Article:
Common Core Math For Parents For Dummies with Videos Online
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A few of the more stressful parenting moments include when time is tight and when your child is struggling with a homework assignment in his Common Core math class. To reduce this stress, here is a good strategy, in three parts:

  • Listen. Ask your child to tell you what he is supposed to do. If something needs to be done a particular way, listen to what it is. Ask what he knows and doesn't know and then listen to the response. Don't try to tell him what to do or show him the way that you remember from grade school. Just listen.

  • Help. After you have listened, decide how you can help. Sometimes you may have to show your child the way you learned to do something. Sometimes you may have to look something up online together. Sometimes you may have to phone a friend — your child's friend who may have an idea about what to do or your friend who may have some expertise. Don't assume that the way you learned is the best way (nor that it is the worst). An alternate way of working through something may help a child understand the meaning of what he's doing.

  • Let it go. You and your child shouldn't be expected to spend your evenings engaged in tears and combat in the name of multiplication facts. As a parent, model good study habits by establishing that some time will be spent doing what is assigned. You also should model good mental health habits by setting limits on that time. When your child is no longer making productive progress, let this homework go. You can write a note to the teacher explaining the decision that you have made and get on with the rest of your evening.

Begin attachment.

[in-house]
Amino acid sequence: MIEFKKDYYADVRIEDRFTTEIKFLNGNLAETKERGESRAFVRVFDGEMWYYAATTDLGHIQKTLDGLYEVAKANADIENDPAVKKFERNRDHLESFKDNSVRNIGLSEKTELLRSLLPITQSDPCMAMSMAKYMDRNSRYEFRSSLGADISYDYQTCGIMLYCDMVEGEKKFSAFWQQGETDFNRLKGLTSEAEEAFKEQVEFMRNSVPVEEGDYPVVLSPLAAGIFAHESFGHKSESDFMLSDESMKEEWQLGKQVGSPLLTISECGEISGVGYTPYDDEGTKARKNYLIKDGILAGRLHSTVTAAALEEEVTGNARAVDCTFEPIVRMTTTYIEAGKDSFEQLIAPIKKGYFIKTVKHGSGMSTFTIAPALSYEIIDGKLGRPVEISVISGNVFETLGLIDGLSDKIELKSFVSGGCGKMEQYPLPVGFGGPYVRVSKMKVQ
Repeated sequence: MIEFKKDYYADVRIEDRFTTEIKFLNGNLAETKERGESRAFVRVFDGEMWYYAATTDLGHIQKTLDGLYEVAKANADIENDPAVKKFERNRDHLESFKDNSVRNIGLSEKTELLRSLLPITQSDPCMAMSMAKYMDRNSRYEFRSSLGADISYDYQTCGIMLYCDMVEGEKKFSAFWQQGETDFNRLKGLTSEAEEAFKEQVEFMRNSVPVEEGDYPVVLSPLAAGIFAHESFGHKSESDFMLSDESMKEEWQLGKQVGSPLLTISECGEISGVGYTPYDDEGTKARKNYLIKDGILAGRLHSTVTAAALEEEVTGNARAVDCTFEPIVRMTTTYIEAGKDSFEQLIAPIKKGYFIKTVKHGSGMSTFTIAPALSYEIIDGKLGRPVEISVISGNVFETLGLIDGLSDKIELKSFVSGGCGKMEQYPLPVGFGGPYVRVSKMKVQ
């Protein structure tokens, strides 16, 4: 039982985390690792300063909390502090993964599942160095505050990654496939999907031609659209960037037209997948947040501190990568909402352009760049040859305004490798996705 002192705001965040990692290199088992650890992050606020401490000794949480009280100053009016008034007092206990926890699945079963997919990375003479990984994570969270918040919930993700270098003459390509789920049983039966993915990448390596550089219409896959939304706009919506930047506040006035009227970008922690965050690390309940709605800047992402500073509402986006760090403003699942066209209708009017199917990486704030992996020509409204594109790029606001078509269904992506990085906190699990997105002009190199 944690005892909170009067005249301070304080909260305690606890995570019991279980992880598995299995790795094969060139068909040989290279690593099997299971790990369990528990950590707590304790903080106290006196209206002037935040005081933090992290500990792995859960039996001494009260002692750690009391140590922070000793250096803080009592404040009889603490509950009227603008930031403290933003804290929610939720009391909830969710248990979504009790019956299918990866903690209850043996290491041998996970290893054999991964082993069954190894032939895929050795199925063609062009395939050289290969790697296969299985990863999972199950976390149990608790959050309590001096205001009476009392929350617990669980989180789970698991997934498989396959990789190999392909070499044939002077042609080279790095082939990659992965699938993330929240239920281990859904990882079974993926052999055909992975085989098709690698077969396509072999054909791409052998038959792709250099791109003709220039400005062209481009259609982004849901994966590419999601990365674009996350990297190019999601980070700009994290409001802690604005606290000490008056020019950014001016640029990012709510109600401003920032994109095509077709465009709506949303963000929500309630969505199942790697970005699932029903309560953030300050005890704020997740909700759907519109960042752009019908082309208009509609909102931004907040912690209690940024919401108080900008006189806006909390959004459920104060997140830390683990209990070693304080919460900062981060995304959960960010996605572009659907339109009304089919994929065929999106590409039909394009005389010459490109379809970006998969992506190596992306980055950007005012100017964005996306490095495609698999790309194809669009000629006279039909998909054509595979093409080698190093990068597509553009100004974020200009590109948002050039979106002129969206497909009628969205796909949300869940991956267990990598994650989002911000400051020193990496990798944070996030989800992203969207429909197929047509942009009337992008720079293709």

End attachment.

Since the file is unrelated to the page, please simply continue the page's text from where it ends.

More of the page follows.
If getting stuck is a rare or occasional thing, letting it go is a good strategy to practice. If your child is regularly getting stuck on his homework and you find yourself letting it go on a regular basis, you probably need to have a conference with your child's teacher so that you each understand the demands being placed on your child. Frequent homework struggles can be a sign that your child needs something different from what he's getting at school. In such a case, you and your child's teacher should figure out how to work together to get him what he needs.

About This Article

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About the book author:

Christopher Danielson, PhD, is a leading curriculum writer, educator, math blogger, and author interpreting research for parents and teachers across the country from his home base at Normandale Community College in Minnesota.

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